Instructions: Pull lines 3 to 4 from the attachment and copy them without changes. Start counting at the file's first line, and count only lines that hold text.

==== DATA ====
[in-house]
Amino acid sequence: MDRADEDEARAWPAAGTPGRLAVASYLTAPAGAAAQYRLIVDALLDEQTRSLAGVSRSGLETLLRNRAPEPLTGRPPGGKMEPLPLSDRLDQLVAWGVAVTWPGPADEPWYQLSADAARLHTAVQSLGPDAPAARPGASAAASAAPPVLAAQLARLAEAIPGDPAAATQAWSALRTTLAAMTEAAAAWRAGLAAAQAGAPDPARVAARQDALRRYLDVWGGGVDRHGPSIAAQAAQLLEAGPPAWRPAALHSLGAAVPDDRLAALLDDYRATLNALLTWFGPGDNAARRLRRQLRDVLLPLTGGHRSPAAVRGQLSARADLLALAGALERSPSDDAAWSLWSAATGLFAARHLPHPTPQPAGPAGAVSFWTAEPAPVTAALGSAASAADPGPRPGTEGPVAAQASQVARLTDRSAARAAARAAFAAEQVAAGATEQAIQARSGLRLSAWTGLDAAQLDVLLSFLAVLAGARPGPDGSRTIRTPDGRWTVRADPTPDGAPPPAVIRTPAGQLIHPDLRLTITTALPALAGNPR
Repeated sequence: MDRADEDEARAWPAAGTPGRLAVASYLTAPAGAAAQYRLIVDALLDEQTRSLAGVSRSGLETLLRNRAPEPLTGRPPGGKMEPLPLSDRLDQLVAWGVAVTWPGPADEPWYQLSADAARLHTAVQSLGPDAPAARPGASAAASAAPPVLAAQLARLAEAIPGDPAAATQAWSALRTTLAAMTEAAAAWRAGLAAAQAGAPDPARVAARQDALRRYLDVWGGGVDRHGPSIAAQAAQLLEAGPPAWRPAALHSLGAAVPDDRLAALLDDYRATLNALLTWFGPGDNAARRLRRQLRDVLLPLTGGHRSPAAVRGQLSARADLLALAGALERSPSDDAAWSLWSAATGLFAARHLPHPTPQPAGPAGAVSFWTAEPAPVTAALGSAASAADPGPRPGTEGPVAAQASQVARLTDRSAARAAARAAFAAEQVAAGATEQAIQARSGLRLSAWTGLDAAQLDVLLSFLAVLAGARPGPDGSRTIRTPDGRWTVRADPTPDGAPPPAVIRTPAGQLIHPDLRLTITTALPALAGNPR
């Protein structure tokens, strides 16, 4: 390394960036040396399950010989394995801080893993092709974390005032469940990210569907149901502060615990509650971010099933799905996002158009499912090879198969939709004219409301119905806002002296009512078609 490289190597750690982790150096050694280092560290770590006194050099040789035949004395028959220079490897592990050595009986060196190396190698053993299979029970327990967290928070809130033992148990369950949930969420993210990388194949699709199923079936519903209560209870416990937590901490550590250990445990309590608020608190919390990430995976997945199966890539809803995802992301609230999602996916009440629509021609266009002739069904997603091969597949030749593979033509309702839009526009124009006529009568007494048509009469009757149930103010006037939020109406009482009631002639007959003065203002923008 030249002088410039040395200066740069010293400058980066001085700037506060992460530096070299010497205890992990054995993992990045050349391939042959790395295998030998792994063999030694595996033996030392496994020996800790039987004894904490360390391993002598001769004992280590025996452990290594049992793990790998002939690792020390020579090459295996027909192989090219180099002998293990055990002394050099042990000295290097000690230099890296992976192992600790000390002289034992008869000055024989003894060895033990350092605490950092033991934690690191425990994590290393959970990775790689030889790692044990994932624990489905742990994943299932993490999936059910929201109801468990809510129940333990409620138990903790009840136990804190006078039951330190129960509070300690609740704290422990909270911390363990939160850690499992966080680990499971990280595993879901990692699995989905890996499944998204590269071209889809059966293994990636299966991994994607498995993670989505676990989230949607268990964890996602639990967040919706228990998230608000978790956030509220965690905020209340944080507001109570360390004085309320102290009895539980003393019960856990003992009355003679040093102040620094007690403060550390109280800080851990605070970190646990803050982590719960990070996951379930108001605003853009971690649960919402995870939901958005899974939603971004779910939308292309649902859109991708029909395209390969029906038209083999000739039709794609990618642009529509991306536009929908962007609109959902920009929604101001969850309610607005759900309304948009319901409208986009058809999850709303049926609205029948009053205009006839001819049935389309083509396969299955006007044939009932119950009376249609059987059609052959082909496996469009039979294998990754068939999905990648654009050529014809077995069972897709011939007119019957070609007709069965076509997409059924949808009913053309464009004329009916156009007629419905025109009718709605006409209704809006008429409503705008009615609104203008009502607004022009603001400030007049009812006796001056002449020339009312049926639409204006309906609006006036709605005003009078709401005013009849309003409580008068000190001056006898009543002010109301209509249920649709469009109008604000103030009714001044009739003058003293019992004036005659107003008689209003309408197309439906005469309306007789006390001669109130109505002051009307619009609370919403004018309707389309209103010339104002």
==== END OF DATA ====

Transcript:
Repeated sequence: MDRADEDEARAWPAAGTPGRLAVASYLTAPAGAAAQYRLIVDALLDEQTRSLAGVSRSGLETLLRNRAPEPLTGRPPGGKMEPLPLSDRLDQLVAWGVAVTWPGPADEPWYQLSADAARLHTAVQSLGPDAPAARPGASAAASAAPPVLAAQLARLAEAIPGDPAAATQAWSALRTTLAAMTEAAAAWRAGLAAAQAGAPDPARVAARQDALRRYLDVWGGGVDRHGPSIAAQAAQLLEAGPPAWRPAALHSLGAAVPDDRLAALLDDYRATLNALLTWFGPGDNAARRLRRQLRDVLLPLTGGHRSPAAVRGQLSARADLLALAGALERSPSDDAAWSLWSAATGLFAARHLPHPTPQPAGPAGAVSFWTAEPAPVTAALGSAASAADPGPRPGTEGPVAAQASQVARLTDRSAARAAARAAFAAEQVAAGATEQAIQARSGLRLSAWTGLDAAQLDVLLSFLAVLAGARPGPDGSRTIRTPDGRWTVRADPTPDGAPPPAVIRTPAGQLIHPDLRLTITTALPALAGNPR
């Protein structure tokens, strides 16, 4: 390394960036040396399950010989394995801080893993092709974390005032469940990210569907149901502060615990509650971010099933799905996002158009499912090879198969939709004219409301119905806002002296009512078609 490289190597750690982790150096050694280092560290770590006194050099040789035949004395028959220079490897592990050595009986060196190396190698053993299979029970327990967290928070809130033992148990369950949930969420993210990388194949699709199923079936519903209560209870416990937590901490550590250990445990309590608020608190919390990430995976997945199966890539809803995802992301609230999602996916009440629509021609266009002739069904997603091969597949030749593979033509309702839009526009124009006529009568007494048509009469009757149930103010006037939020109406009482009631002639007959003065203002923008 030249002088410039040395200066740069010293400058980066001085700037506060992460530096070299010497205890992990054995993992990045050349391939042959790395295998030998792994063999030694595996033996030392496994020996800790039987004894904490360390391993002598001769004992280590025996452990290594049992793990790998002939690792020390020579090459295996027909192989090219180099002998293990055990002394050099042990000295290097000690230099890296992976192992600790000390002289034992008869000055024989003894060895033990350092605490950092033991934690690191425990994590290393959970990775790689030889790692044990994932624990489905742990994943299932993490999936059910929201109801468990809510129940333990409620138990903790009840136990804190006078039951330190129960509070300690609740704290422990909270911390363990939160850690499992966080680990499971990280595993879901990692699995989905890996499944998204590269071209889809059966293994990636299966991994994607498995993670989505676990989230949607268990964890996602639990967040919706228990998230608000978790956030509220965690905020209340944080507001109570360390004085309320102290009895539980003393019960856990003992009355003679040093102040620094007690403060550390109280800080851990605070970190646990803050982590719960990070996951379930108001605003853009971690649960919402995870939901958005899974939603971004779910939308292309649902859109991708029909395209390969029906038209083999000739039709794609990618642009529509991306536009929908962007609109959902920009929604101001969850309610607005759900309304948009319901409208986009058809999850709303049926609205029948009053205009006839001819049935389309083509396969299955006007044939009932119950009376249609059987059609052959082909496996469009039979294998990754068939999905990648654009050529014809077995069972897709011939007119019957070609007709069965076509997409059924949808009913053309464009004329009916156009007629419905025109009718709605006409209704809006008429409503705008009615609104203008009502607004022009603001400030007049009812006796001056002449020339009312049926639409204006309906609006006036709605005003009078709401005013009849309003409580008068000190001056006898009543002010109301209509249920649709469009109008604000103030009714001044009739003058003293019992004036005659107003008689209003309408197309439906005469309306007789006390001669109130109505002051009307619009609370919403004018309707389309209103010339104002």